Being In A Band During The COVID-19 Pandemic Catching Up With Oregon's 'Dead Animal Assembly Plant' May 24th, 2020 • Pandemic Band Interview #4
Metal Pulp And Paper: Hello Zach. Thank you for taking the time to answer some questions for Metal Pulp And Paper. We appreciate it. So, how have you been holding up during this global pandemic and lockdown?
Zach Wager: I can say we are all going a bit stir crazy. The inevitable restlessness has definitely taken hold, but we are all keeping busy in our own ways. Most of us are still employed, so we have our day jobs to go to, but the time/space/slowing down has given us the chance to work on other art projects. We're doing what we can to stave off absolute madness.
MPAP: 2020, the year when almost every concert or music festival has been postponed or canceled until 2021. And 2020 was supposed to be the year of some big reunions. Everyone was excited to see the Rage Against The Machine and the My Chemical Romance tours. So, let's back up and go over the first five months of 2020, the beginning of a new decade. There was the possibility of World War III happening. There were deadly bushfires in Australia. Then we had the acquittals in the Trump impeachment trials. Prince Harry and Meghan decided to step away from the royal family, and NBA legend Kobe Bryant, and his daughter, along with seven others, unfortunately, died in a helicopter crash in California. The deadly worldwide COVID-19 virus. And then, get this, we even had the Pentagon officially releasing UFO videos. So, what did you have planned for the year before all this madness began? Before all the toilet paper hoarding?
Zach: Funny enough, one of my plans for the year was to hoard toilet paper, but now I can't even do that because everyone is buying it up too fast. Curse you COVID! Aside from my double ply hobby, we were planning on touring to support the release of our upcoming album Bring Out The Dead. Last year we were on the road for six weeks and we really wanted to maintain that momentum, but obviously that is no longer an option. Eric and I were planning on performing at the Oddities Fleamarket the first weekend of April in L.A. but that got postponed. We were also going to do some emceeing at Crypticon. The album release has also been delayed for the moment. Despite it all, we are very grateful. Sure, this has affected us in a lot of different ways; there are people who are hurting way more. Lost way more than us. At this point it's easy to get lost in that negative thought abyss, but it won't really do us any good. So, we're trying to focus on what we can do now and prepare for the future, when we can start playing again.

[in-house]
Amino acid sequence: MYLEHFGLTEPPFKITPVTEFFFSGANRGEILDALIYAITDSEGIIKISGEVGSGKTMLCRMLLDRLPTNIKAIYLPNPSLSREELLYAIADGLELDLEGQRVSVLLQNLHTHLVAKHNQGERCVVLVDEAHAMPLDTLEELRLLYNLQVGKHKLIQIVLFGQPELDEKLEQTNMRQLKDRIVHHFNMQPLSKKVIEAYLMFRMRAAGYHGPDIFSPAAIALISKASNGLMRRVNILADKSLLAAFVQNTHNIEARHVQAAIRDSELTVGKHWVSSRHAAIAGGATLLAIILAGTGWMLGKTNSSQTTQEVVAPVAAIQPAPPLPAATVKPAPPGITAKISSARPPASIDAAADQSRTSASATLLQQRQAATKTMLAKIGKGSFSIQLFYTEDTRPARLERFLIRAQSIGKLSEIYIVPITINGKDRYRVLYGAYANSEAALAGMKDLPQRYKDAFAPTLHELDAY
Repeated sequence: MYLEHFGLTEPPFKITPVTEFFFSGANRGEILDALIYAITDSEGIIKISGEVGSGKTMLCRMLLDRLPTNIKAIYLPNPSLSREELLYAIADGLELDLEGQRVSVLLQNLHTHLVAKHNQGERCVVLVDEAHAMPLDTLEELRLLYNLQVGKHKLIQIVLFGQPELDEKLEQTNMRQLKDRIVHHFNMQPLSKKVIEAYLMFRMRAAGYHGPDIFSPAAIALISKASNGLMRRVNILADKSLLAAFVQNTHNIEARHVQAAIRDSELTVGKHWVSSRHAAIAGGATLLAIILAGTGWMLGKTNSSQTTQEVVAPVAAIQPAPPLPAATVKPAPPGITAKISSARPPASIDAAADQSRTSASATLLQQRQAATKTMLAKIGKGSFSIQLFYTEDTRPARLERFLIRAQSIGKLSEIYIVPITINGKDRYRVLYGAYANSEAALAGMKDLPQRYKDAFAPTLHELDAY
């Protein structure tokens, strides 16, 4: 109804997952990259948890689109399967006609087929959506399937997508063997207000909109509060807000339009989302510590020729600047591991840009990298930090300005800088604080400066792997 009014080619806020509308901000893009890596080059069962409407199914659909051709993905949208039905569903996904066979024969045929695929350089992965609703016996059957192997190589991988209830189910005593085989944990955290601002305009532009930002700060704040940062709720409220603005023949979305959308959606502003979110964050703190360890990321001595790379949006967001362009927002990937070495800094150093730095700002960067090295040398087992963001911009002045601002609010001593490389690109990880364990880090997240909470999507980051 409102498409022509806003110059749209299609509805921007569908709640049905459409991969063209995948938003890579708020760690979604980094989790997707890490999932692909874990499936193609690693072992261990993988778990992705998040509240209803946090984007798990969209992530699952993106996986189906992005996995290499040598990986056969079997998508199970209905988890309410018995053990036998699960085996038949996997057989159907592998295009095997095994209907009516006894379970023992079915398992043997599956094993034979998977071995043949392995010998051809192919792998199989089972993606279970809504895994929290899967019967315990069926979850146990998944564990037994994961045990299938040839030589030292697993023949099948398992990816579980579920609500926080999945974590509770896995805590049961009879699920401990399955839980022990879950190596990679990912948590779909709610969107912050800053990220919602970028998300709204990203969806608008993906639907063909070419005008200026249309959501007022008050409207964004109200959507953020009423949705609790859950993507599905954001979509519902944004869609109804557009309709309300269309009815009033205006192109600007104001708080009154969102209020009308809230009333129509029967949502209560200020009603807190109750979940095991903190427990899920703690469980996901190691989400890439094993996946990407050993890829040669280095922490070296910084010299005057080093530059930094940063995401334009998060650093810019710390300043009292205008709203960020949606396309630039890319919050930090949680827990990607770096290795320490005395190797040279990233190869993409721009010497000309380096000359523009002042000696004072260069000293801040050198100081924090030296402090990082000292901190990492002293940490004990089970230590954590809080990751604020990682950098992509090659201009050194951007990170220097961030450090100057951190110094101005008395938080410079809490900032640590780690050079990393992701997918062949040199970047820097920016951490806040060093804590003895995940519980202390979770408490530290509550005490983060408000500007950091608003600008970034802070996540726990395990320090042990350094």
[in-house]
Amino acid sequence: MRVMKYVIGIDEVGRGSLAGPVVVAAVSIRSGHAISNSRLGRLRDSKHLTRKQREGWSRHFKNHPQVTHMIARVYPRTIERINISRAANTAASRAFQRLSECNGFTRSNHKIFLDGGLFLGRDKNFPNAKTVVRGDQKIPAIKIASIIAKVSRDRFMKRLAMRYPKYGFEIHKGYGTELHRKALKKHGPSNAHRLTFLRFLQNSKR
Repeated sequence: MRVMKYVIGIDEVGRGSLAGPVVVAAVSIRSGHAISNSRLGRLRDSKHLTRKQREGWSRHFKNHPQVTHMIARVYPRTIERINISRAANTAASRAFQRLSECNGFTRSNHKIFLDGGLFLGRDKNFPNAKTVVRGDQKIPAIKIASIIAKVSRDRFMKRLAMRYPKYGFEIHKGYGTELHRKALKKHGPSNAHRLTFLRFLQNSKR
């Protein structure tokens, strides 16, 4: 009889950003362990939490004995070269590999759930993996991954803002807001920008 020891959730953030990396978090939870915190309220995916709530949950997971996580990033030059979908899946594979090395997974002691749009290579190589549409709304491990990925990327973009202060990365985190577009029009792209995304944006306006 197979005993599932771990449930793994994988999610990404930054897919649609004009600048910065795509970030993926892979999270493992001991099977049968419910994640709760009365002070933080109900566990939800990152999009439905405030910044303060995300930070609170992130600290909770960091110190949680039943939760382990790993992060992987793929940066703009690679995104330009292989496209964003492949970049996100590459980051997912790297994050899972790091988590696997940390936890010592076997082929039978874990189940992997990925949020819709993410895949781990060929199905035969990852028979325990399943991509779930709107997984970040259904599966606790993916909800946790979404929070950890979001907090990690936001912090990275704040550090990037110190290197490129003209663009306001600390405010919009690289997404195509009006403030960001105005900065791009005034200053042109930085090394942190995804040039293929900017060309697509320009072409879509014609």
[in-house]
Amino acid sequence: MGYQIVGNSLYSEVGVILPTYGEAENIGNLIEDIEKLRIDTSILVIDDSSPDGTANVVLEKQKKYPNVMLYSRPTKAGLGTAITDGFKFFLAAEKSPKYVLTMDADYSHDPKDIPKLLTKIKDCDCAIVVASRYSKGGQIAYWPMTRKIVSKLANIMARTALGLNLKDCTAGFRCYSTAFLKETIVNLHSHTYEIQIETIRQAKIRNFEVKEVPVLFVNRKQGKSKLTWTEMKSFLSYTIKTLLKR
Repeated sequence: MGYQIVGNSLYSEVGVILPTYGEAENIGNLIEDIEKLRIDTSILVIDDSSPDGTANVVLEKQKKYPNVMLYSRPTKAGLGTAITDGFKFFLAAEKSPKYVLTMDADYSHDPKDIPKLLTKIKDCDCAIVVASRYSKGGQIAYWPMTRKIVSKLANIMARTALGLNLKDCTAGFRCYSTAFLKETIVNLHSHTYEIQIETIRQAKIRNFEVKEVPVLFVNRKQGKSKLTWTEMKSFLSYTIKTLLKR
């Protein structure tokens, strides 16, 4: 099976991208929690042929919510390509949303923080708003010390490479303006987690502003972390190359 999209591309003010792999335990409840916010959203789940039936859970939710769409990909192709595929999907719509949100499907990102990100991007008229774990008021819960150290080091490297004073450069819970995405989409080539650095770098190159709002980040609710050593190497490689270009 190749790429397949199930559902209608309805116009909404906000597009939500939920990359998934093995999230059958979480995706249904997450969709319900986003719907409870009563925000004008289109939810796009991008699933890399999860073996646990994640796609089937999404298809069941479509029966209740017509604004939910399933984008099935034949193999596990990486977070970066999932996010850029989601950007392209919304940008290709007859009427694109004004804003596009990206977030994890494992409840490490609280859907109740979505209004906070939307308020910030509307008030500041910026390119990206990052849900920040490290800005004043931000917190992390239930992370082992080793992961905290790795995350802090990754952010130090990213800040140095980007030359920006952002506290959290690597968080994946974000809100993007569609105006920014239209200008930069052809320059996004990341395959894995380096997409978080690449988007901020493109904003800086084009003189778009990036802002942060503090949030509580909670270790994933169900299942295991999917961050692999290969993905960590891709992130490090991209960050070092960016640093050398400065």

MPAP: This coronavirus has been devastating to everyone around the globe. By mid-March, the coronavirus pandemic had brought the multibillion-dollar concert industry to a screeching halt. Now two months later, Sammy Hagar, from The Circle, ex Van Halen, says concerts can't wait for a COVID-19 vaccine. Of course, every band wants their fans to be safe, but when your only source of a major income is concerts, it hurts when you have to postpone or cancel a tour. A vaccine could take 12 to 18 months. Do you think he's right for saying concerts can't wait any longer?
Zach: He and everyone else are right for being scared. No matter the pitch or intensity of your fear, it's all valid. We're all scrambling to make sense of this mess. Yet, it's less about whether or not concerts can wait longer, more so, are we willing to wait longer? How long are we willing to wait? What are we willing to do to keep all these dying industries going? There's no empirical right answer to the question. The question is are we willing to risk it? Are we comfortable with putting people's lives at risk? Just be honest with yourself and don't hide behind ridiculous invisible enemies and grandiose conspiracies. Humans are selfish and the more we are denied what we think is our right, no matter who it may affect or hurt, we are going to do it. We all slip into petulant child mode. The reality is we could put a lot more lives in jeopardy if we do open things before we fully understand the risk. Is that a chance we want to take? People should take a quick read about Typhoid Mary, the asymptomatic carrier of Typhoid Fever who inadvertently infected thousands of people. Realize that our intended or unintended ignorance could have big consequences.